• Join over 1.2 million students every month
  • Accelerate your learning by 29%
  • Unlimited access from just £6.99 per month

Describe and Evaluate two theories of the formation of romantic relationships

Extracts from this document...

Introduction

´╗┐Describe and Evaluate two theories of the formation of romantic relationships In 1970 Byrne and Clore came up with the idea of the reward/need satisfaction theory for the formation of romantic relationships. The believed that the formation of relationships was linked with the idea of classical and operant conditioning, with operant conditioning we are likely to repeat behaviours that leads to a desirable outcome and avoid behaviours that lead to undesirables ones, so we enter relationships because the presence of some individuals is directly associated with reinforcement, they make positive feelings in us, which makes them more attractive to us. For classical conditioning, we tend to prefer people who we associate with pleasant events, so for example if we meet someone somewhere where we are having a good time, then we will associate this person with this good time and find them more attractive in the long run. ...read more.

Middle

This study provides support for both reinforcement ideas and association ideas. Although lab experiments do not necessarily show that the principles of reward/need theory simply apply to real life, the studies lack mundane realism. However some studies have been conducted on real life couples and have tended to support these claims (Caspi & Herbener 1990) Another basic problem with the reward/need satisfaction theory is that it only explores receiving rewards, whereas Hays (1985) found that we also gain satisfaction from giving as well as receiving. Furthermore, reward/need satisfaction theory does not account for cultural and gender differences in the formation of relationships. Lott (1994) suggests that in many cultures women are more focused on the needs of other rather than rewarding reinforcement. ...read more.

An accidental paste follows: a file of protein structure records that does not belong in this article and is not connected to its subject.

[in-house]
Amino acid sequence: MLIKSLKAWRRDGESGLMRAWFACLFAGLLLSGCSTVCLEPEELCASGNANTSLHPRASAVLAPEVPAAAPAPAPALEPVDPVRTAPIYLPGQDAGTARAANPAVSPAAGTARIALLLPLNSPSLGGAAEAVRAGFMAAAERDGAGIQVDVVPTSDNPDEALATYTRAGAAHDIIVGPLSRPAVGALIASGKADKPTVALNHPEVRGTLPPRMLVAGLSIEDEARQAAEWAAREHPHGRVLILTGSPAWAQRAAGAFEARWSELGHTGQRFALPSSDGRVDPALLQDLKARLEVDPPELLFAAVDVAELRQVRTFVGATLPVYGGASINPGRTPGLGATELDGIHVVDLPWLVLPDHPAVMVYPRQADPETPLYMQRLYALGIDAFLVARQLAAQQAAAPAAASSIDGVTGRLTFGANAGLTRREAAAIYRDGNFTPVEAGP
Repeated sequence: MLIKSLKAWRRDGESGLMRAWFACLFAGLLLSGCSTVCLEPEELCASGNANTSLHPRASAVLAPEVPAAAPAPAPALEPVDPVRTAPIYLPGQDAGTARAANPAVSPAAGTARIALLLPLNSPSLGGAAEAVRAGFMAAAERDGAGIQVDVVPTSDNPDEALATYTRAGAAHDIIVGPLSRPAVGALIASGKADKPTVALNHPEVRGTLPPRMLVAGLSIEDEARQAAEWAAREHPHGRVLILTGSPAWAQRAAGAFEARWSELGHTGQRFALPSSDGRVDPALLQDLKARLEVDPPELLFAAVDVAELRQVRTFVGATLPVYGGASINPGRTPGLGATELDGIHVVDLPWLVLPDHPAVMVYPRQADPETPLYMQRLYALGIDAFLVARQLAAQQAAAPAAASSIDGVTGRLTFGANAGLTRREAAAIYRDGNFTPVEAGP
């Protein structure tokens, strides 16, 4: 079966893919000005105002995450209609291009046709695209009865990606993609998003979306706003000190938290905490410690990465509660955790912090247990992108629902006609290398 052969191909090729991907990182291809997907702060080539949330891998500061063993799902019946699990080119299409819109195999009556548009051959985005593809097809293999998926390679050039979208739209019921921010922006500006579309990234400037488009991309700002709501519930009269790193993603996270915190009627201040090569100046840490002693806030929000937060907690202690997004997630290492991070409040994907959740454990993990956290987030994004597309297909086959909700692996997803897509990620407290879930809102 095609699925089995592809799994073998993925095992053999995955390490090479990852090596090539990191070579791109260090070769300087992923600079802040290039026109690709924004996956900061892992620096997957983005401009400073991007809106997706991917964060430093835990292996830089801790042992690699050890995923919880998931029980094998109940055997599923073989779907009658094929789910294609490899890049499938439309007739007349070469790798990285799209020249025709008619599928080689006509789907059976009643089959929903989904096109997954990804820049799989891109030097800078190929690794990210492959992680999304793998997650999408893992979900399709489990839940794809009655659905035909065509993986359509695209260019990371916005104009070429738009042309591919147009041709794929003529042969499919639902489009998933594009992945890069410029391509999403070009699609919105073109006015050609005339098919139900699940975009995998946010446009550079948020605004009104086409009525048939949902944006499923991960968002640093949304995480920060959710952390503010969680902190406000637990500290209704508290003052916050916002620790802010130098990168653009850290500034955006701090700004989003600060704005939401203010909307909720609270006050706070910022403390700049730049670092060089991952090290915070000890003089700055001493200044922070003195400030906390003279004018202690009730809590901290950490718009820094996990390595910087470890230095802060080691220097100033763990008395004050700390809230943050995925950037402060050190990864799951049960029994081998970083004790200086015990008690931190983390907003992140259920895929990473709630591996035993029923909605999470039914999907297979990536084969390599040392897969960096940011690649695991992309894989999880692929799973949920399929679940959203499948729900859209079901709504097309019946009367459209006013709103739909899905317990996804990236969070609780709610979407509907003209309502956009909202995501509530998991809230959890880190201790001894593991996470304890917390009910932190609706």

Conclusion

They completed several questionnaires over 7 months which reported on attitude similarity and personality traits with their partner. They found that attitude similarity was the most important factor up to about 18 months into a relationship, after this time psychological compatibility and the ability to meet each other?s needs became important, supporting the idea of the filter model. The filter model is a useful way to think about factors that are influential in relationship development and when they might come into play. It also emphasises the importance of demographic factors and similarity of attitudes and values as filters in development of relationships, evidence shows this continues in relationship survival. However the division of relationships into stages fails to capture their fluid and dynamic nature. Real life relationships flow seamlessly. Some may develop faster and others slower than the filter model suggests. ...read more.

The above preview is unformatted text

This student written piece of work is one of many that can be found in our AS and A Level Social Psychology section.

Found what you're looking for?

  • Start learning 29% faster today
  • 150,000+ documents available
  • Just £6.99 a month